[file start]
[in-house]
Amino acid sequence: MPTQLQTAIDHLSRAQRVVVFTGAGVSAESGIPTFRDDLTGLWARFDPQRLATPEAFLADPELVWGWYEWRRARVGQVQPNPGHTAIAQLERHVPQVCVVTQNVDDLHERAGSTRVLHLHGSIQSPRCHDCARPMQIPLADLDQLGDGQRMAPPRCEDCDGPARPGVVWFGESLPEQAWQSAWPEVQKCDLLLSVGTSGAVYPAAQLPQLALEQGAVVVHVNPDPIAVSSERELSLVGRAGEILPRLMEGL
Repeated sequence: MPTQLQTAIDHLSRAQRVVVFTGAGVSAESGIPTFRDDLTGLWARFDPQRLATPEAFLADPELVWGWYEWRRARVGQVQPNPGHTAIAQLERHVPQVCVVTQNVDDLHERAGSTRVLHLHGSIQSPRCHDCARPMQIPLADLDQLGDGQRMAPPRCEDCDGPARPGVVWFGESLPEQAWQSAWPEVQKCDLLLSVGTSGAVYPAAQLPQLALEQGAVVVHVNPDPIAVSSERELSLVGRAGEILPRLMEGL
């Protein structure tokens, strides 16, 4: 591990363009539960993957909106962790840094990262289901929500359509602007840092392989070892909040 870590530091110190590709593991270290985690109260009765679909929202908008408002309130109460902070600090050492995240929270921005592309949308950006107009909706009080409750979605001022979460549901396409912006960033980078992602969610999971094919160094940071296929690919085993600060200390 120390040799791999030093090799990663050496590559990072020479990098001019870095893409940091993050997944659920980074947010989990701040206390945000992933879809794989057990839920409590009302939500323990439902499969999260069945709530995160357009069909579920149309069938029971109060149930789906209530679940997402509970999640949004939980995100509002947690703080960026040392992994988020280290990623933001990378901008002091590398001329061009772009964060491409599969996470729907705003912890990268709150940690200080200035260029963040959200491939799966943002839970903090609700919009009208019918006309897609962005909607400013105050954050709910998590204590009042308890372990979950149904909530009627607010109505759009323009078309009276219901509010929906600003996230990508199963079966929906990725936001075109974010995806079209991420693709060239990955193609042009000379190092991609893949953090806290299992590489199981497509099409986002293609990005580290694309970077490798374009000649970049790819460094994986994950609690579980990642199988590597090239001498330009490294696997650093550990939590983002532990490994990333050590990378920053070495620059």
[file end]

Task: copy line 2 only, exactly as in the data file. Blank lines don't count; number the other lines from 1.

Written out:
Amino acid sequence: MPTQLQTAIDHLSRAQRVVVFTGAGVSAESGIPTFRDDLTGLWARFDPQRLATPEAFLADPELVWGWYEWRRARVGQVQPNPGHTAIAQLERHVPQVCVVTQNVDDLHERAGSTRVLHLHGSIQSPRCHDCARPMQIPLADLDQLGDGQRMAPPRCEDCDGPARPGVVWFGESLPEQAWQSAWPEVQKCDLLLSVGTSGAVYPAAQLPQLALEQGAVVVHVNPDPIAVSSERELSLVGRAGEILPRLMEGL